How to select for best flavor:
Choose firm, crisp, straight and fairly thick stalks. Color will not help in determining ripeness, but it can let you know if you are getting a field variety or a greenhouse variety. Field rhubarb has deep, red stalks and bright-green leaves. It has a very distinctive, tart flavor. The color of greenhouse rhubarb ranges from light pink to light red, with yellowish-green leaves. Greenhouse rhubarb has a milder flavor and less strings than field rhubarb. Rhubarb is very perishable and needs to be refrigerated.
Peak of the season:
Thanks to greenhouses, rhubarb is available all year round. The State of Washington supplies most West Coast rhubarb. Michigan supplies the east. Rhubarb is most plentiful in April and May.
Rhubarb is an excellent source of calcium. It also contains small amounts of other vitamins and minerals. Because sugar must be added to rhubarb, it is fairly high in calories. One cup cooked with sugar contains about 280 calories, with almost no fat and only 2 mgs. of sodium. To cut down on the calories, cook rhubarb with sweeter fruit, like strawberries, and add less sugar or sweeten with honey. The leaves should not be eaten, but they are good for boiling out discolored pots.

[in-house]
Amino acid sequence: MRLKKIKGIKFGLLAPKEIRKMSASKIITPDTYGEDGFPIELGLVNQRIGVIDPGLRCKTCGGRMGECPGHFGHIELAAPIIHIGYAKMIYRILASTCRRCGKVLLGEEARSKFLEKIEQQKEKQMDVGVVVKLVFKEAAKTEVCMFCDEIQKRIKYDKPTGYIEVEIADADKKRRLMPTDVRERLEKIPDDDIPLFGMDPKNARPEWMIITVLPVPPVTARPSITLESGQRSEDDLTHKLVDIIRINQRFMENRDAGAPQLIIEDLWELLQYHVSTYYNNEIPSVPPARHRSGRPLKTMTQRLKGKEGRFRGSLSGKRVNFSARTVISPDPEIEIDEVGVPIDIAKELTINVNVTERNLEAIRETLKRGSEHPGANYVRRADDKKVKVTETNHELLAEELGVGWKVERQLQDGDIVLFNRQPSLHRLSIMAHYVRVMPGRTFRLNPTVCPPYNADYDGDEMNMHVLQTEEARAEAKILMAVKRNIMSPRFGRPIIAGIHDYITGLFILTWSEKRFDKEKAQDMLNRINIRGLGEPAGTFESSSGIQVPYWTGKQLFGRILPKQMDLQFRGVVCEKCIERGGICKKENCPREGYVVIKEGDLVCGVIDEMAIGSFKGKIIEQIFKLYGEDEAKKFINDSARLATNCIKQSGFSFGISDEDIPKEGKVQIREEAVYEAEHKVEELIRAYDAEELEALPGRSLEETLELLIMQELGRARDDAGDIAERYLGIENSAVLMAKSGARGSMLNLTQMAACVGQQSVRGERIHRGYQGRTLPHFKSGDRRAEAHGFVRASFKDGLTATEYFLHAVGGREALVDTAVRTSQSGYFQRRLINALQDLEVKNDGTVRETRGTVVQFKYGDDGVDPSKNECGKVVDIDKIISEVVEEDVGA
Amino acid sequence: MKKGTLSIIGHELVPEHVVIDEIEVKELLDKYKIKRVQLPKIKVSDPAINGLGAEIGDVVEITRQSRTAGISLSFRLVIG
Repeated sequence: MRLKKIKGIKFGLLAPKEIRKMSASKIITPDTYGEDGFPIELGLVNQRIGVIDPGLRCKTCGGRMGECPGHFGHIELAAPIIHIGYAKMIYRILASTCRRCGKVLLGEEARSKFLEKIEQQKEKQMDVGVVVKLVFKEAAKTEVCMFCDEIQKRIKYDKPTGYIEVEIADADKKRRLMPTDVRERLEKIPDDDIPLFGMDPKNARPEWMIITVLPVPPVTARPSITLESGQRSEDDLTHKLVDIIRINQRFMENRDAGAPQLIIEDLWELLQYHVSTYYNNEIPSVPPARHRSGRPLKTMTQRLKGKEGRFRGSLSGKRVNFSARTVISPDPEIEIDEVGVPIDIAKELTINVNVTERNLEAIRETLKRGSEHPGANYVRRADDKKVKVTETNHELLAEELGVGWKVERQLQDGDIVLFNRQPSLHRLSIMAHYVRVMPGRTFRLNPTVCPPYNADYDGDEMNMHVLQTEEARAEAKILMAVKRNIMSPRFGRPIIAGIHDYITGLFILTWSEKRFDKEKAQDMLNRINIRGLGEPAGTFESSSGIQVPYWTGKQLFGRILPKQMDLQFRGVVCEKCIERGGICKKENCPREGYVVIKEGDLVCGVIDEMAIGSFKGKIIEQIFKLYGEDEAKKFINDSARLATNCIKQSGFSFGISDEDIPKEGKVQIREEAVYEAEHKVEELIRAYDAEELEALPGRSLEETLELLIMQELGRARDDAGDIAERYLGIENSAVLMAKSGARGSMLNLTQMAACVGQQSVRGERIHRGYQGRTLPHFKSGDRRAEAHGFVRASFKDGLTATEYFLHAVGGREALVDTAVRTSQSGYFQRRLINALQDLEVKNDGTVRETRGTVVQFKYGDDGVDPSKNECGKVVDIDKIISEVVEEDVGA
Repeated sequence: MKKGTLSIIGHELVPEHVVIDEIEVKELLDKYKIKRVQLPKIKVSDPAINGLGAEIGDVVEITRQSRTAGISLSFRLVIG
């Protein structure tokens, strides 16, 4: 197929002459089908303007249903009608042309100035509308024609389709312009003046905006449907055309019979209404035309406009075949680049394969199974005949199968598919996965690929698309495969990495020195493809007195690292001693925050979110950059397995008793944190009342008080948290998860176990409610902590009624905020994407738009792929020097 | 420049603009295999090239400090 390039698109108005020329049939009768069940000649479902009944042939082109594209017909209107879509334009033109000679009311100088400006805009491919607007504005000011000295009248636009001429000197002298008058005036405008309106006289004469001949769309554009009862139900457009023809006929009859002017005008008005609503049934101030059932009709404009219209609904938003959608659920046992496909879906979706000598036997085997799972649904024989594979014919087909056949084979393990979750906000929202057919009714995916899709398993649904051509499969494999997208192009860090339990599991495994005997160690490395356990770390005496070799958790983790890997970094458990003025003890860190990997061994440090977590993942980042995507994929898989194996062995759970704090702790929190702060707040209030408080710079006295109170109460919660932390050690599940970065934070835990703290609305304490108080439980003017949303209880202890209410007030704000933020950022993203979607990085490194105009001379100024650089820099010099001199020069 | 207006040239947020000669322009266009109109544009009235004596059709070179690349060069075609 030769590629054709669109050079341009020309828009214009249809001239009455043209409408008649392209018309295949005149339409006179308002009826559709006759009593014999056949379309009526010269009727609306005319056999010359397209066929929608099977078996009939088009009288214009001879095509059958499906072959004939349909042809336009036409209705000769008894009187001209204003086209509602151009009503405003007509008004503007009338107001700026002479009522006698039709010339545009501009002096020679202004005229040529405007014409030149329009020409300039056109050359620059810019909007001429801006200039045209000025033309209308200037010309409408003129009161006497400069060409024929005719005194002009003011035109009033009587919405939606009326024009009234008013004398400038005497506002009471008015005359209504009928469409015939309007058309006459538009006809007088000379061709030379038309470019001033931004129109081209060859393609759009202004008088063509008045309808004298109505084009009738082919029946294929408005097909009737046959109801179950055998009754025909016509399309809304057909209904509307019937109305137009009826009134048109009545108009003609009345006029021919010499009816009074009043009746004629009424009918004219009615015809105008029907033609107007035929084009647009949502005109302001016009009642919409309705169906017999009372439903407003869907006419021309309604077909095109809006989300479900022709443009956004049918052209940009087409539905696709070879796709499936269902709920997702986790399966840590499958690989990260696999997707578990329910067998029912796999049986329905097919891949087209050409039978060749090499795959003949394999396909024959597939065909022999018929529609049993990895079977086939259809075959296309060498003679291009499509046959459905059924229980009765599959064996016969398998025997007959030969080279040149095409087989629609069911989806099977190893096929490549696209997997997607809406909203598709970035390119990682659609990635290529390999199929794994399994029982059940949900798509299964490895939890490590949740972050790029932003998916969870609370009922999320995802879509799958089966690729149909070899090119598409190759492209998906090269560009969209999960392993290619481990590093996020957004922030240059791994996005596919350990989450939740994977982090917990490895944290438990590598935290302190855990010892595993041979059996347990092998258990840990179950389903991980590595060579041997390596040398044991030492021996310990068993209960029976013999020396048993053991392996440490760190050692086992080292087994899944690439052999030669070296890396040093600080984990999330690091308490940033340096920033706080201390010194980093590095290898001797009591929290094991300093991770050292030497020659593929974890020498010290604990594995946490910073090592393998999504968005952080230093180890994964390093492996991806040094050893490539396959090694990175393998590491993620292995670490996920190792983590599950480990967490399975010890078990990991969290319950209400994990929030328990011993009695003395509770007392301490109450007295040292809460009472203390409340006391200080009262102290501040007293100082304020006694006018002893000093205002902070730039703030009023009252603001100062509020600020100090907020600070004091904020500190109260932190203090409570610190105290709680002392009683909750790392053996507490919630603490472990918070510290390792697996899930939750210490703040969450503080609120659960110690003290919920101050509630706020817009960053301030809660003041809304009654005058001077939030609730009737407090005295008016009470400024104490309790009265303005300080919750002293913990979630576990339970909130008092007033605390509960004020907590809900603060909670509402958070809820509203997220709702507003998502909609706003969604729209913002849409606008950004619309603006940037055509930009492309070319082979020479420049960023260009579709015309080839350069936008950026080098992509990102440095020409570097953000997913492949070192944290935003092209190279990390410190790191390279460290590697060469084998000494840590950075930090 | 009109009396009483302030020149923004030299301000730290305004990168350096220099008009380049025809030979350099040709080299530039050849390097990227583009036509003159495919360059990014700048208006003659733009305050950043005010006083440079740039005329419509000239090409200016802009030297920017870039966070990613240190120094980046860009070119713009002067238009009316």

Rhubarb comes originally from Russia, along the Volga river. When raw, it has a high content of oxacilic acid, which can be fatal if eaten in quantity. It would be interesting to know how many people died experimenting with rhubarb in its early days. In Western Europe, rhubarb was not recognized as a food until the 1770s. In the early 1800s, rhubarb pie became very popular in New England. In 1947, rhubarb was legally ruled to be fruit by the U.S. Customs Court in Buffalo, NY. Judge Genevieve Cline ruled that since rhubarb is principally used as a fruit, it should be legally considered one as well.